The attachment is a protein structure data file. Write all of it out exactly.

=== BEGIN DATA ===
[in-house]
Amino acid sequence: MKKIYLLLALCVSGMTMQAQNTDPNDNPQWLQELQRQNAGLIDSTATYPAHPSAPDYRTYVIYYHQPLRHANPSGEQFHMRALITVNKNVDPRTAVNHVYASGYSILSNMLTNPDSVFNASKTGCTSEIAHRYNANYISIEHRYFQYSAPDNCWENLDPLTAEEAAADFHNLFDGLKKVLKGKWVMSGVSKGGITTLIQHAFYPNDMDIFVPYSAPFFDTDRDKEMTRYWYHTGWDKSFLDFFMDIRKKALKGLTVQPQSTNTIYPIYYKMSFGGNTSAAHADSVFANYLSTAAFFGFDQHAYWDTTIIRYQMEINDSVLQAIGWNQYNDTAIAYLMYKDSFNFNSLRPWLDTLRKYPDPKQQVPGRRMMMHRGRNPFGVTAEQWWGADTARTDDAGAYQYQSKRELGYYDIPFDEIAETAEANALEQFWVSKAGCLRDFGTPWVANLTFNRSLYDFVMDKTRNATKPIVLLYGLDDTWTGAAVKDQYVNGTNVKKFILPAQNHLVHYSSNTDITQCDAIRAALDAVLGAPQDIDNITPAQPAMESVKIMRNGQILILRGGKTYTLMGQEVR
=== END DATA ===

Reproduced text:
[in-house]
Amino acid sequence: MKKIYLLLALCVSGMTMQAQNTDPNDNPQWLQELQRQNAGLIDSTATYPAHPSAPDYRTYVIYYHQPLRHANPSGEQFHMRALITVNKNVDPRTAVNHVYASGYSILSNMLTNPDSVFNASKTGCTSEIAHRYNANYISIEHRYFQYSAPDNCWENLDPLTAEEAAADFHNLFDGLKKVLKGKWVMSGVSKGGITTLIQHAFYPNDMDIFVPYSAPFFDTDRDKEMTRYWYHTGWDKSFLDFFMDIRKKALKGLTVQPQSTNTIYPIYYKMSFGGNTSAAHADSVFANYLSTAAFFGFDQHAYWDTTIIRYQMEINDSVLQAIGWNQYNDTAIAYLMYKDSFNFNSLRPWLDTLRKYPDPKQQVPGRRMMMHRGRNPFGVTAEQWWGADTARTDDAGAYQYQSKRELGYYDIPFDEIAETAEANALEQFWVSKAGCLRDFGTPWVANLTFNRSLYDFVMDKTRNATKPIVLLYGLDDTWTGAAVKDQYVNGTNVKKFILPAQNHLVHYSSNTDITQCDAIRAALDAVLGAPQDIDNITPAQPAMESVKIMRNGQILILRGGKTYTLMGQEVR